March brings South by Southwest Interactive, which means that some 25,000 entrepreneurs, marketers, journalists, and engineers will make their annual pilgrimage to Austin. Because the conference draws so many tech types together under one roof--and because both Twitter and Foursquare took off at previous festivals--SXSW has become the go-to destination for tech start-ups looking to make it big.

But conference buzz doesn't always lead to instant success. For instance, Highlight, a mobile app that lets you connect with people nearby, was one of the most hyped start-ups at SXSW last year. It failed to attract a large following after the event.

In other words, predicting the winners of SXSW is more art than science, but we'll hazard a few guesses. Here are four of the coolest start-ups heading south this year:

Leap Motion
Leap Motion might just have the must-see product demo at SXSW this year. The start-up developed a device, about the size of a flash drive, that lets you control your computer with hand gestures. Think Minority Report meets the Xbox Kinect--only cheaper, smaller, and more precise. The $80 controller--available for presale online--can track finger movements to up to one-hundredth of a millimeter. The San Francisco company, which launched in 2010, raised about $30 million in January, bringing its total funding to about $45 million. The company will begin shipping its first sensor in May.

Where to go: Leap Motion co-founders David Holz and Michael Buckwald are set to speak at the Austin Convention Center on March 9. It's the featured session in that time slot, so get there early if you want a good seat.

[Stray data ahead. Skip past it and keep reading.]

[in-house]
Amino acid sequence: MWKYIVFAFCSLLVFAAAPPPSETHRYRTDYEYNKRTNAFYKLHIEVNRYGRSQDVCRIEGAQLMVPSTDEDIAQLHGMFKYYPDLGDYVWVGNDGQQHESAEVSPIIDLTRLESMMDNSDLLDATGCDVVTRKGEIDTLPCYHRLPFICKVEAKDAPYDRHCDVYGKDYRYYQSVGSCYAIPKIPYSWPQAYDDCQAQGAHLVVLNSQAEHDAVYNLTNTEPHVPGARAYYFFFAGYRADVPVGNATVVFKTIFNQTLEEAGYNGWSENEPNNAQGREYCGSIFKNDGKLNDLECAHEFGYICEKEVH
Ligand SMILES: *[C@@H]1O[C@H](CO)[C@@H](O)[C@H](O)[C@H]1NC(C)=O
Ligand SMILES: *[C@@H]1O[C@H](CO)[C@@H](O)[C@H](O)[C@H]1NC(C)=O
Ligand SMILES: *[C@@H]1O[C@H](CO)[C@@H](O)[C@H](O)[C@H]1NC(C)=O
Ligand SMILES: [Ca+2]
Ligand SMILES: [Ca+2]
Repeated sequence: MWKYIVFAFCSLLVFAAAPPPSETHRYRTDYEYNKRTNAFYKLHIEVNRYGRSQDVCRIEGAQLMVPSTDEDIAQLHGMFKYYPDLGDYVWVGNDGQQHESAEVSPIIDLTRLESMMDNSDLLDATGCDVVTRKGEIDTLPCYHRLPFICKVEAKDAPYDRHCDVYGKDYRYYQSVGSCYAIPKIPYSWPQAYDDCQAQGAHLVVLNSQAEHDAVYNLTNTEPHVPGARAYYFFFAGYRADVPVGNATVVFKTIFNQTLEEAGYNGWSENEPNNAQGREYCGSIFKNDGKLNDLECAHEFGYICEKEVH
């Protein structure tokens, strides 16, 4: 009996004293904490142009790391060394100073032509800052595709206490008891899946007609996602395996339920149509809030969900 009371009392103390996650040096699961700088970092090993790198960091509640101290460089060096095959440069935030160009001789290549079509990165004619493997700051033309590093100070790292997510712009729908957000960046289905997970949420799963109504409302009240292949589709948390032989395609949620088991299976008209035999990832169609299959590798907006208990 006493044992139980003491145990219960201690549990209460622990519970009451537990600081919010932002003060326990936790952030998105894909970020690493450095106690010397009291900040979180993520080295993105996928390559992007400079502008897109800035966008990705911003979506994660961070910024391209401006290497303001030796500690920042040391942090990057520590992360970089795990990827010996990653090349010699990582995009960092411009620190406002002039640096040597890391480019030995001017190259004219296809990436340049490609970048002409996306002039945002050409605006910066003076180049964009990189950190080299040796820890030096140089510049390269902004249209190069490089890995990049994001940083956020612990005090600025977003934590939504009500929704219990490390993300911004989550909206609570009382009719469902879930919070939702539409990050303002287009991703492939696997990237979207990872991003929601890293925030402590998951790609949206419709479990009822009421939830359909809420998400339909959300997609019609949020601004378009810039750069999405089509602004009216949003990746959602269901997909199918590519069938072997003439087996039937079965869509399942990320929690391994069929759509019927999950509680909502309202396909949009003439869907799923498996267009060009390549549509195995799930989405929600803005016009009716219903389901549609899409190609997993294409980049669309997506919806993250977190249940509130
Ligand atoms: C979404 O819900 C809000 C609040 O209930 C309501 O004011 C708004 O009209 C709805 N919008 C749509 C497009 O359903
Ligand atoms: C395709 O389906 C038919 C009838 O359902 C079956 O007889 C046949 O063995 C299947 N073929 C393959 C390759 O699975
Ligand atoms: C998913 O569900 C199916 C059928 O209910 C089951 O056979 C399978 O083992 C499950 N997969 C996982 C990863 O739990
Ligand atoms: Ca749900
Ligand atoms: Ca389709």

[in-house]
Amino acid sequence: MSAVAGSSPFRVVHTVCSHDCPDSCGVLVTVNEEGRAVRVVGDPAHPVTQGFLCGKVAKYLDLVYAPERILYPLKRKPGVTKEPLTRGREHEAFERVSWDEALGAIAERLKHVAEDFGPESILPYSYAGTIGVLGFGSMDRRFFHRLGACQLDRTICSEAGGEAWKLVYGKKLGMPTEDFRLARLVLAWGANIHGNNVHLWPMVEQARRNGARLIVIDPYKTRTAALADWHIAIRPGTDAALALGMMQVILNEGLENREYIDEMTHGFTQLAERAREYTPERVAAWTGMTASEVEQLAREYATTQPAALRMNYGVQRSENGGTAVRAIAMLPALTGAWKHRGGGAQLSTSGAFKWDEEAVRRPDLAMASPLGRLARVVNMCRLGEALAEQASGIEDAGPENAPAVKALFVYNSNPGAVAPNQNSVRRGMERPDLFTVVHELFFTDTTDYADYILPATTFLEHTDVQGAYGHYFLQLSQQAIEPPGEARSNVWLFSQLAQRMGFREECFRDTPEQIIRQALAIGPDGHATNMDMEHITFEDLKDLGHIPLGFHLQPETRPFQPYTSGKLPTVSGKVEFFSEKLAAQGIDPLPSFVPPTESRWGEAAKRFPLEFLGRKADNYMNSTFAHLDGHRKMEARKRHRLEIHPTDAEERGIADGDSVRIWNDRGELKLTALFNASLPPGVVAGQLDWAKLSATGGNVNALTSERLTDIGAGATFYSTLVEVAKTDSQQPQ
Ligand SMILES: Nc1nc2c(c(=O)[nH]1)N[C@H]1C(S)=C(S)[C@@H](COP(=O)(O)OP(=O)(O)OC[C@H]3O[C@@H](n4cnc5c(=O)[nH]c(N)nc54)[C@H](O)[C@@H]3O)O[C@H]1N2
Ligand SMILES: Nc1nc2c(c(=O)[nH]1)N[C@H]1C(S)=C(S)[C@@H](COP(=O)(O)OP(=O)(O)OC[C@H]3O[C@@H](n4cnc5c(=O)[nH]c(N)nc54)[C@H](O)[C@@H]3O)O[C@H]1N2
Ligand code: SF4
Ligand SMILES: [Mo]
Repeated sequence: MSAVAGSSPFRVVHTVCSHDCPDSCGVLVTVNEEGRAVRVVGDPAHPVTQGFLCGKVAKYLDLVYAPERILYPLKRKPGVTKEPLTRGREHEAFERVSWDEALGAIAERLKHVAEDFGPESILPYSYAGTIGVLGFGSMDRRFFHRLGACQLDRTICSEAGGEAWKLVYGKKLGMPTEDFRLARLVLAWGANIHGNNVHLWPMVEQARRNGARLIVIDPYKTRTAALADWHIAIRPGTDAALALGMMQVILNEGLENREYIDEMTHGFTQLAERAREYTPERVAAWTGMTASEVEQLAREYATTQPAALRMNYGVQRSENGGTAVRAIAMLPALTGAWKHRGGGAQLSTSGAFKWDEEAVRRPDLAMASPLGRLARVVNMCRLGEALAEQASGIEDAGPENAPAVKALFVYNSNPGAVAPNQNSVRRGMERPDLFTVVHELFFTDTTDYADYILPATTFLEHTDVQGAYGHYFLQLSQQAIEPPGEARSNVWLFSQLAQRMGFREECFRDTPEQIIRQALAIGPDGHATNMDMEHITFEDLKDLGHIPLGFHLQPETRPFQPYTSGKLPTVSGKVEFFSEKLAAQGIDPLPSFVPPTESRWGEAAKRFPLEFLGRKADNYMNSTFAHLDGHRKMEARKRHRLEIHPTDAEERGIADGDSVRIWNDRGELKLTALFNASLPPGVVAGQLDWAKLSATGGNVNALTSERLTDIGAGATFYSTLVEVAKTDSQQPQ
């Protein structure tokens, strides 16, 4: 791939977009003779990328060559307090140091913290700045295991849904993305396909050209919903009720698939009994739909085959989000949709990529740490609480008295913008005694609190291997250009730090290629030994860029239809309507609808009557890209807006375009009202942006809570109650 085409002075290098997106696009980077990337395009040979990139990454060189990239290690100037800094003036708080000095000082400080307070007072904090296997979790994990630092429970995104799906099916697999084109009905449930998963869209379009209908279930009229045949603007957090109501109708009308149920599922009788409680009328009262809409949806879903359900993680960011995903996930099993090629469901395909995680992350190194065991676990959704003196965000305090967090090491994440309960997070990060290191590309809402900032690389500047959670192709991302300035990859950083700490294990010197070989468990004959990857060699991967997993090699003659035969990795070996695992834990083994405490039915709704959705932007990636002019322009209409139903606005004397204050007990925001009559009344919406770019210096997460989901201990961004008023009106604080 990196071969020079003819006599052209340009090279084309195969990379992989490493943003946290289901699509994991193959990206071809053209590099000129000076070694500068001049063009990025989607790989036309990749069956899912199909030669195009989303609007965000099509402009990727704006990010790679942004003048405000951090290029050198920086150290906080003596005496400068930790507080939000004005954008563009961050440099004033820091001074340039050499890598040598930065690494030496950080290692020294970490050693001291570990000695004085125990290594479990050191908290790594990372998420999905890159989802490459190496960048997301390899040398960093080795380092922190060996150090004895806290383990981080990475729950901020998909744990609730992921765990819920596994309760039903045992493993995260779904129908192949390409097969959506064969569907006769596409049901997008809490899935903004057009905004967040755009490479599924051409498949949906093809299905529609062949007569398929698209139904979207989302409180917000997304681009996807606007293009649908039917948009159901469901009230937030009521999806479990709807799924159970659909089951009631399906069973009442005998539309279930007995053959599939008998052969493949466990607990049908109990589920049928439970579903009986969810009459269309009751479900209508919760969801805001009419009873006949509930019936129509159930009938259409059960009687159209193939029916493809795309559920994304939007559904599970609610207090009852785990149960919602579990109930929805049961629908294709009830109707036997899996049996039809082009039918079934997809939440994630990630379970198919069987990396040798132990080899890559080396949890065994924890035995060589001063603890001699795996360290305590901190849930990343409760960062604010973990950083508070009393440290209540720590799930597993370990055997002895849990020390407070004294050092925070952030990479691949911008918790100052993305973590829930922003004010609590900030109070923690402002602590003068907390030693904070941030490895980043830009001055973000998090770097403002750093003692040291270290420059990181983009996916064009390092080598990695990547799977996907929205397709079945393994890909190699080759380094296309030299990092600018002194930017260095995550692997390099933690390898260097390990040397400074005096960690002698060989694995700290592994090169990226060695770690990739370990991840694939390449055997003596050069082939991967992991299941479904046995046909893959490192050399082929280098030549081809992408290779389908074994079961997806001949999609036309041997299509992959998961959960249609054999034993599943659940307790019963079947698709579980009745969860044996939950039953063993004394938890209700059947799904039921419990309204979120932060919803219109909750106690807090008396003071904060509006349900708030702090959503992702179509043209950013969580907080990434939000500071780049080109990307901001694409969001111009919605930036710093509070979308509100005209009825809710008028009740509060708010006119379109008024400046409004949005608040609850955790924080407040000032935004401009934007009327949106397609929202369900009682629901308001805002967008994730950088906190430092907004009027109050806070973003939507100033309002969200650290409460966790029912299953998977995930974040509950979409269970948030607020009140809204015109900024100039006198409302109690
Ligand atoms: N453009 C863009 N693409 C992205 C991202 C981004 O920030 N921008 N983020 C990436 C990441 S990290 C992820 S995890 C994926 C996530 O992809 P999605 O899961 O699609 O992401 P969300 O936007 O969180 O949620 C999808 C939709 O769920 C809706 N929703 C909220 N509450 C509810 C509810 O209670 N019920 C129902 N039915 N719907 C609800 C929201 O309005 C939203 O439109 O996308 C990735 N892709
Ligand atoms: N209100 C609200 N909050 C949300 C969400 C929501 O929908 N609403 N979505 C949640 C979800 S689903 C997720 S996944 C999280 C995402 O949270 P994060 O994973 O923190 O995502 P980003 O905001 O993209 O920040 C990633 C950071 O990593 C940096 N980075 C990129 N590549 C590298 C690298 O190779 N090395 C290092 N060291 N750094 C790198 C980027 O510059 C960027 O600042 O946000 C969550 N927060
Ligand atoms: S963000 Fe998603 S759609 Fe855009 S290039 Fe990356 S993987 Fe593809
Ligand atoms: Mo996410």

Memoto may be one of the most curious start-ups at SXSW this year. The Swedish company created a tiny "life-logging" camera, designed to be worn all day, every day to document the wearer's experiences. The device, which clips to a shirt collar or a lapel, takes two geotagged photos a minute. The photos can then be uploaded to a computer via a USB cable for sharing online. Memoto was one of 48 companies selected as finalists for this year's SXSW Innovative Accelerator awards.

Where to go: Memoto's CEO, Martin Källström, and his co-founders will demonstrate the product on March 11 at the SXSW Startup Village (a.k.a. the fourth floor of the Hilton across the street from the conference).

Eevzdrop is a bit like Instagram, but for sharing audio. The app lets users record a sound bite; add a location, text, and a photo; and share it with friends. Rommel Paraiso, CEO and co-founder of the Chicago-based company, is hoping to gain real traction among music bloggers and reviewers at the music portion of the festival.

Where to go: Check out Eevzdrop at the Startup Village, or email Paraiso for a private demo:

OUYA, a yet-to-be-launched video-game system, is expected to make its official debut at SXSW this year. An open-source competitor to Xbox and PlayStation, OUYA got its start on Kickstarter last year. Founder Julie Uhrman, a video-game industry veteran, reached her $950,000 funding goal in eight hours. The project fetched a total of $8.6 million, the second-highest amount ever raised on Kickstarter. Uhrman hired design guru Yves Behar, founder of fuseproject, to develop the console.

Where to go: Uhrman is a bound-to-be-talked-about keynote speaker. Catch her on March 11 at the Convention Center.


The SXSW Launching Pad

Twitter: It took off at SXSW 2007. Tweets tripled to 60,000 a day.

Foursquare: It launched at SXSW 2009. Months later, it had 60,000 users and $1.4 million in funding.


This article was updated on March 1, 2013 to reflect changes to Leap Motion's price and launch date.